Prompted from a question by Pat Wasyliw, another board member, Talcott said that the six months of prior experience would help the district successfully carry out a screening testing program, with the help of TST-Boces, Tompkins County Health Department and Cayuga Health. Last year, about 10-20 percent of students were tested each week, though that was with far fewer students coming to classes in-person. The testing is offered, but not mandatory, for everyone who is unvaccinated, and Talcott said the normal turnaround time for tests is 24 hours.
Talcott explained that there are different protocols for people who are unvaccinated and those who are vaccinated. People who are a close contact of a suspected positive have to wait, but if the suspected positive tests negative, they are allowed to return to class as long as they are still asymptomatic.
Christopher Malcolm, a board member, clarified that the health department was the ultimate authority on whether or not someone could return to work definitively.
“The health department is the only entity that can mandate quarantine or isolation,” Talcott said.
Afterwards, Human Resources and Labor Relations Director Robert Van Keuren spoke about the school district’s staffing issues, which have been a popular topic over the last several meetings between the Board of Education. Van Keuren said last week, the numbers “looked difficult, but we were optimistic.” This week, there had been significant movement on filling positions, though gaps remain.
“It’s not all pretty,” he said. “Some of that work will be divided up into .167s, and then the other thing that’s happening more than normal is we’re covering some teacher spots with teacher’s aide and teacher’s assistants. Some of them don’t have teacher certification, so it’s a short-term fix. But we are doing that. I think it’s under 10 district-wide.”
There are still about 8 positions left open on the custodial staff, and nurses are still an issue, even after the contract signed last week to provide a safety net. Van Keuren had previously said that even if there are custodial shortages, workers doing outside work would be reassigned to help with indoor cleaning and COVID-19 safety protocol.
“We do have shortages with nurses,” Van Keuren said. “The contract the board entered into last week will be very helpful. […] We’ll continue to search, and we’re in negotiations with [the union] which covers nurses too.”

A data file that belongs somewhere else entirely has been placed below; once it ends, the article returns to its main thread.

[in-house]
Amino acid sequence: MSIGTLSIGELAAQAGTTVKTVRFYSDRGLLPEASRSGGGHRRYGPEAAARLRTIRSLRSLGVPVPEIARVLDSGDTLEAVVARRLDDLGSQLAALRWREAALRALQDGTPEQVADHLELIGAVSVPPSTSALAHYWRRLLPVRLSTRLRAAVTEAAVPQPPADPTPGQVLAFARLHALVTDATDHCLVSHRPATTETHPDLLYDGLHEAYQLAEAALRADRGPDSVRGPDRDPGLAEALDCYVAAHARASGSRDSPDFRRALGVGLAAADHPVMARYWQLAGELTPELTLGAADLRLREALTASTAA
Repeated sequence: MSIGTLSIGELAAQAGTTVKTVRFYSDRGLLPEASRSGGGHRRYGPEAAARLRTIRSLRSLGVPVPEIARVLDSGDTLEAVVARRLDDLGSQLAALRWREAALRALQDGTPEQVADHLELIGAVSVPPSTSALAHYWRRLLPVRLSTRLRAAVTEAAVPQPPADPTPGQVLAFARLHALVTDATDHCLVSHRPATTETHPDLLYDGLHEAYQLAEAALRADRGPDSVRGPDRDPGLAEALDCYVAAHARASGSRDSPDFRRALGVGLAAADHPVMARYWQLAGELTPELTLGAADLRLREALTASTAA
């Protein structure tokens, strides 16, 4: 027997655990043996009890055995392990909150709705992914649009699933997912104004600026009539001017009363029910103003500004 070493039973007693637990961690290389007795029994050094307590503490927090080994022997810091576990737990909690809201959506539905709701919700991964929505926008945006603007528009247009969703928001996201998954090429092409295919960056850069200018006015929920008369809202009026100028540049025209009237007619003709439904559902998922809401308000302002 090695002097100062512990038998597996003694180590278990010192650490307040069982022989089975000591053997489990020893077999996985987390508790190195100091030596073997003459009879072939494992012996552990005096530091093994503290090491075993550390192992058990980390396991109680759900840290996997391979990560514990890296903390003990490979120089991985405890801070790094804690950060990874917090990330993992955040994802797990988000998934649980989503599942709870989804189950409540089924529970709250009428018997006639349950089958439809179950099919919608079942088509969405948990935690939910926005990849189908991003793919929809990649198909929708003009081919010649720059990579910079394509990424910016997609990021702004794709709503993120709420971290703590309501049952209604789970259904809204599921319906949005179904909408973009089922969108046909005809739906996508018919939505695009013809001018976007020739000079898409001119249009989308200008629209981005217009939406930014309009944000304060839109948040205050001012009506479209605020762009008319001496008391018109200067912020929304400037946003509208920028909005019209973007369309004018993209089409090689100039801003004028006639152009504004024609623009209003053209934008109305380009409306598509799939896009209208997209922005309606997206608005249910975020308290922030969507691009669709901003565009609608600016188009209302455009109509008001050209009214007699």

Rob Ainslie, the board president, further clarified that there will be nurse coverage at every building, as per the previously signed contract with outside help.
Board member Moira Lang mentioned that there’s a discrepancy between the number of listings on the website and the number of custodial jobs open—there is only one listed on the website, but eight are needed. Van Keuren said he did not know why the website had not been updated to show eight positions.
Lastly, the board discussed its future meetings, ultimately deciding to roll with a hybrid format so that board members could decide what venue works best for them while maintaining the capacity for public participation either in-person or virtually.
“There are multiple ways to communicate to the board, wants, wishes, complaints, etc,” Eversley Bradwell said. “A reminder that a school board is not required to have public participation on its agenda. Not saying that I would recommend that, but it’s not a requirement.”
There seemed to be a variety of opinions, though they primarily centered on . LaFave said she wanted to find a solution that presented the most equitable access for the public and board members, while Wasyliw said she was apprehensive about being entirely remote as a Board of Education while sending students and teachers into class in-person. Thus both embraced the hybrid model.
By the end of the meeting, Ainslie said he believed the board could have the infrastructure in place for a hybrid meeting by next week, thanking Tricia Beresford for her help with that. Work sessions, on the other hand, would be entirely virtual. The board will revisit the matter in January 2022.